MC Mawali: Since seventh or eighth grade, I’ve been going there to swim and chill; I’ve seen crocs, deer, snakes, beautiful butterflies there and experienced so many of nature’s different colors and seasons there. We’re really been attached to the place. I can’t tell you how blessed Mumbai is to have such a place–a forest right in the middle of the city!
Raakshas: Once, ten minutes after getting out of the lake, I saw a huge croc coming out of the same spot where I was just swimming! It’s a jungle dude, and the government is now claiming there’s no wildlife in Aarey!
MC Mawali: And they’re also planning to put the animals in cages and make a zoo inside Aarey, dude. I’ve heard they bought penguins for Mumbai’s zoo and then they died! Why do you need penguins? (laughs) We’ve got leopards in Aarey”¦
All these thoughts, will they show up directly in your upcoming Aarey Forest tracks?
NaaR: Our next track is basically going to be about the Metro Shed project that is trying to come up in the forest. We’ll start from there, and then voice our opinion on whatever else’s connected to that. The objection is about where the project is coming up. We’re not really against any metro. They say it’s going to reduce pollution; that’s good, but not at the cost of forests! That’s going to be like cutting yourself and then applying balm.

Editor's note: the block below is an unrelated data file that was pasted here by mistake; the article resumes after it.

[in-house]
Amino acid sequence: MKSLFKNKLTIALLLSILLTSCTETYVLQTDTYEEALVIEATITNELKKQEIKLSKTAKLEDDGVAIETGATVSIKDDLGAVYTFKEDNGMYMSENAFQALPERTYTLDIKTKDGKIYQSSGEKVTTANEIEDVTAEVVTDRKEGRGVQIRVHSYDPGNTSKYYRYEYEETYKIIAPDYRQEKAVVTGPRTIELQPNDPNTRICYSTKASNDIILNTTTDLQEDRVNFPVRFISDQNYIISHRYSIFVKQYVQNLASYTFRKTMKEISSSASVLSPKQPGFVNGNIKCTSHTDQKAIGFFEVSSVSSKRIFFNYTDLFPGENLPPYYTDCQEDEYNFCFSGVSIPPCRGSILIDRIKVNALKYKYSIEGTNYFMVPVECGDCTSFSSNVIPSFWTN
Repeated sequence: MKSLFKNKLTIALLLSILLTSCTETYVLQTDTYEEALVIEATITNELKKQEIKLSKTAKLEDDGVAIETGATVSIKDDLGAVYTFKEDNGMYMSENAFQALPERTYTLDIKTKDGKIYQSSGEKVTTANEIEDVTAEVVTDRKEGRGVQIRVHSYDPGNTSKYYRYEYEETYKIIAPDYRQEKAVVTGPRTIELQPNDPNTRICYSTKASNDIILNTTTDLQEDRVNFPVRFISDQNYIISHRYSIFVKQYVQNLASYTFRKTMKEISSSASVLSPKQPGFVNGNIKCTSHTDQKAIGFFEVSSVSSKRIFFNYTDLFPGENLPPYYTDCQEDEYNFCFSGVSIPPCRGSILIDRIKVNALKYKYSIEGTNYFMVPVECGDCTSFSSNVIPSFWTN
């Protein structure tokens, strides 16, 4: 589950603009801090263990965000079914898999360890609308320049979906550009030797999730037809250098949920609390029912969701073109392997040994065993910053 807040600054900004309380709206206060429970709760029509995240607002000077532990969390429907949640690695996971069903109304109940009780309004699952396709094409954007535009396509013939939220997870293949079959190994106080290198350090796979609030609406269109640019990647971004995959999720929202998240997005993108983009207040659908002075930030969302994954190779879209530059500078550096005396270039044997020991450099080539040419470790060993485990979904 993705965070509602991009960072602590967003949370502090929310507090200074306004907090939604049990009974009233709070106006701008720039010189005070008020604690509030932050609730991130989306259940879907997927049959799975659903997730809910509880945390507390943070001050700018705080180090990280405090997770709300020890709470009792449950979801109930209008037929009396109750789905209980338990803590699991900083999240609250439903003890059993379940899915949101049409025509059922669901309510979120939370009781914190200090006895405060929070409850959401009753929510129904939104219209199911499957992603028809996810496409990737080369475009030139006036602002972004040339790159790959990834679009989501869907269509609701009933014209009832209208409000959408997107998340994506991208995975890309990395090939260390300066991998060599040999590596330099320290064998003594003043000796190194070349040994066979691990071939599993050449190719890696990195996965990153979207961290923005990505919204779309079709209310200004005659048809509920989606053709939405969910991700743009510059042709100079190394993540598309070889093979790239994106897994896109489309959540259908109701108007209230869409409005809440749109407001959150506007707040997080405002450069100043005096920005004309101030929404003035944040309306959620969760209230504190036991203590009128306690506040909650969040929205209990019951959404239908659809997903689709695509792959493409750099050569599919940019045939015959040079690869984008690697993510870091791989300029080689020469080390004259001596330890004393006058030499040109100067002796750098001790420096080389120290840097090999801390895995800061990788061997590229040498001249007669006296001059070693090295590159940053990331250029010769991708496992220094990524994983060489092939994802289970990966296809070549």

MC Mawali: Every old tree also supports so many lives, and they’re just cutting it down, with no emotion at all–this is just about making money off the real estate.
Do you think common people are losing track of their own emotions?
MC Mawali: People are scared of their emotions… both scared and distracted.
So this is about saving trees?
NaaR: The trees can’t defend themselves, unless we defend them. .
MC Mawali: It’s even about the lives of adivasis in the forest, about the tribals.
MC Mawali: They’re trying to sell the forest land to make the project happen. This is not really about development. I’ve met some tribal people from Aarey Forest, and they’ve been tortured for at least five or six years. In some tribal padas (hamlets) they have been denied water supply, healthcare and electricity, just so that they are troubled enough to leave their land.
Raakshas: They’re basically making a crisis situation for the tribals, so our aim is making people aware about what we have here before it’s too late, instead of repenting later. There’s still hope.
Who exactly are these tribals?